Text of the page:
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  1.  

    murphstahoe

    How you can pontificate on anything with your utter lack of intellectual rigor is disturbing.

    Had you decided to at least look at what I was pointing out, you would have figured out that San Francisco has two representatives on the MTC – David Campos and Scott Wiener. As such, 9 out of every 11 citizens of San Francisco has no ability to vote anyone out from the MTC board.

  2.  

    Cynara2

    They can and do kill pedestrians. Try running down the sidewalk at fifteen miles an hour and slamming your two hundred pounds into a 100 pound person. Try it on your grandmother. She will surely enjoy it.

  3.  

    Donovan Lacy

    RichLL,

    Takings are always a tricky situation. Folks get very upset when they perceive that the government is “taking” something from them. Often the “taking” is something that they never had rights to begin with, something that was given them, like free street parking.

    Limited access to one’s driveway could reasonably be construed as a “taking”, however compensation is generally quite modest unless you can prove significant hardship and a specific loss in value of your real estate. This might be difficult to show if the changes to the street that led to reduced access also led to a reduction in noise, injuries or deaths from automobile collisions, an increase in public space including pedestrian and bicycle paths , as these may increase the value of the property.

    There is a lot of great information out there regarding givings and takings, I think you may have been reading too much of the Bundy’s perspective or possibly the Sagebrush Rebellion in developing your ideas on takings.

  4.  

    Alden Wilner

    “…what you are suggesting is a taking.”

    ROFL.

    Who owns the roads, now?

    OK, wait. I see your point. Completely “removing access to private vehicles” is not the same thing as restricting access.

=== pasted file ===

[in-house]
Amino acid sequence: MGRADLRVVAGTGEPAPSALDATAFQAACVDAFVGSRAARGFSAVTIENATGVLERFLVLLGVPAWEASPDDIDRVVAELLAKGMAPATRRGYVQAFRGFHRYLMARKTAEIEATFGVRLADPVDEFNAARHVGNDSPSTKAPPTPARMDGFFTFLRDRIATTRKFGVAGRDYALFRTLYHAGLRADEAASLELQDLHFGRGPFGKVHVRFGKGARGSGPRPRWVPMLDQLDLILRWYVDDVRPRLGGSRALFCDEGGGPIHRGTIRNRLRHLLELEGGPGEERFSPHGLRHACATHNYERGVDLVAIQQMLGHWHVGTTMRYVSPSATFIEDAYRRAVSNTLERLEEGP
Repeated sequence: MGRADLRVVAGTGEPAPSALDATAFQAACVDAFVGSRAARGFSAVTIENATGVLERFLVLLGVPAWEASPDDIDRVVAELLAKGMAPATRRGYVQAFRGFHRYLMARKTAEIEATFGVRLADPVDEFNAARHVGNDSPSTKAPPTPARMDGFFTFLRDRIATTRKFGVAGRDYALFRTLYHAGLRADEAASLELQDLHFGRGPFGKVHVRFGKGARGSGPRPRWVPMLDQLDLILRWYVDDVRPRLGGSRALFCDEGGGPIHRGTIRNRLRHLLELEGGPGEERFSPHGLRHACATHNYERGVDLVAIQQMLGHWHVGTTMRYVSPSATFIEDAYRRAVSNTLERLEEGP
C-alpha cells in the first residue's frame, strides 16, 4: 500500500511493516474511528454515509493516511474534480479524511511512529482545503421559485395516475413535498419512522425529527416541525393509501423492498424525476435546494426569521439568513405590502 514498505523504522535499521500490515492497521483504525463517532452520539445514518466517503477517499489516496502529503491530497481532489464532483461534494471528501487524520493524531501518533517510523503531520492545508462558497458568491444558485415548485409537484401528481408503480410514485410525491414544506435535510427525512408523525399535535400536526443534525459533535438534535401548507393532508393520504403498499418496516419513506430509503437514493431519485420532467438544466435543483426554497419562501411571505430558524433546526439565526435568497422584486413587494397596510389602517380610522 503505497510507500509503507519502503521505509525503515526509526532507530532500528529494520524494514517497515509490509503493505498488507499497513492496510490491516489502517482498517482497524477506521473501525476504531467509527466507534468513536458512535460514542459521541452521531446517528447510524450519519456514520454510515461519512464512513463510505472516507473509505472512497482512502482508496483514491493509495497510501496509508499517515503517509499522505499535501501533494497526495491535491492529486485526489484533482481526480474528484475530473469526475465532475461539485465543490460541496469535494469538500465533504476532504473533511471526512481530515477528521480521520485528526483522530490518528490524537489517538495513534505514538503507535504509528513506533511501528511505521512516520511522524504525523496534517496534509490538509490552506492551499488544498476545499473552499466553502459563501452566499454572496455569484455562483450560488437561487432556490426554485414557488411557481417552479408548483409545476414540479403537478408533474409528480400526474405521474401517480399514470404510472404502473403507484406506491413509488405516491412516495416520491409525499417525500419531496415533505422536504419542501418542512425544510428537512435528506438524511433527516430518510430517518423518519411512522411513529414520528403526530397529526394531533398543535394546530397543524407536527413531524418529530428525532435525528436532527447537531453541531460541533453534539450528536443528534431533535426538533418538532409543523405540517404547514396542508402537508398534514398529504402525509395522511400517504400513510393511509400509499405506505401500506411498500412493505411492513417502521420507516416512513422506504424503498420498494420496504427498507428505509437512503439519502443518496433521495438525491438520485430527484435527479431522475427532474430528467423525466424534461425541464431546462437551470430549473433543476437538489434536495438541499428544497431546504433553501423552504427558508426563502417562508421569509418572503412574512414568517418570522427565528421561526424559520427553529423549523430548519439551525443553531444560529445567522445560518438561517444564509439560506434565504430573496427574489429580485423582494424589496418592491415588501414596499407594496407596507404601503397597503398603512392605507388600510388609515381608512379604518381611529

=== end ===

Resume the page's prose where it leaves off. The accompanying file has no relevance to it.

I withdraw my ROFL, and reduce it to a knowing smile and a semantic quibble. Government certainly can, has, and will restrict access, from even/odd parking to meters to resident-only parking. Hie thee to a library and pick up a copy of Donald Shoup’s “The High Cost of Free Parking.”

  5.  

    RichLL

    Wait, you want to ban air travel because it is not environmentally hip and groovy green?

    I guess the 800,000 miles I have flown makes me the anti-Christ then, right?

    Want my old sandals?

  6.  

    Wells

    An airport station is a place to go to when you’re going somewhere else, thus generating additional long-distance travel as if reducing combustion of fossil fuels isn’t necessary to avert the worst effects of climate change – flood, drought, fire, class warfare. I am for electrifying Caltrans, but against 200mph HSR. Travel between LA-SF is more a luxury than a necessity. As Einstein said, “Faster is slower and slower is faster. If you want to go faster, go slower. If you do not want to go slower, do not go faster.”

  7.  

    RichLL

    HSR going to within a couple of miles of your eventual destination isn’t at all bad. But if I was designing HSR I wouldn’t bother with a Milbrae stop at all but instead build a SFO station – many European capitals have high speed train right at the airport.

    BART would continue to work well for passengers to SFO coming from SF and the East Bay, for whom having to go to Milbrae and then change is a far worse option

  8.  

    RichLL

    You’re obfuscating. In everyday language a transport network means a number of routes with interchanges between them. By that common sense definition, BART is a network but CalTrain is a route. Muni is a network but SMART is not. And so on.

    Even where CalTrain does inter-connect with another different transportation system, such as with BART in Milbrae or with Muni under Market Street, you still have to leave one system, and then enter and pay again for the other.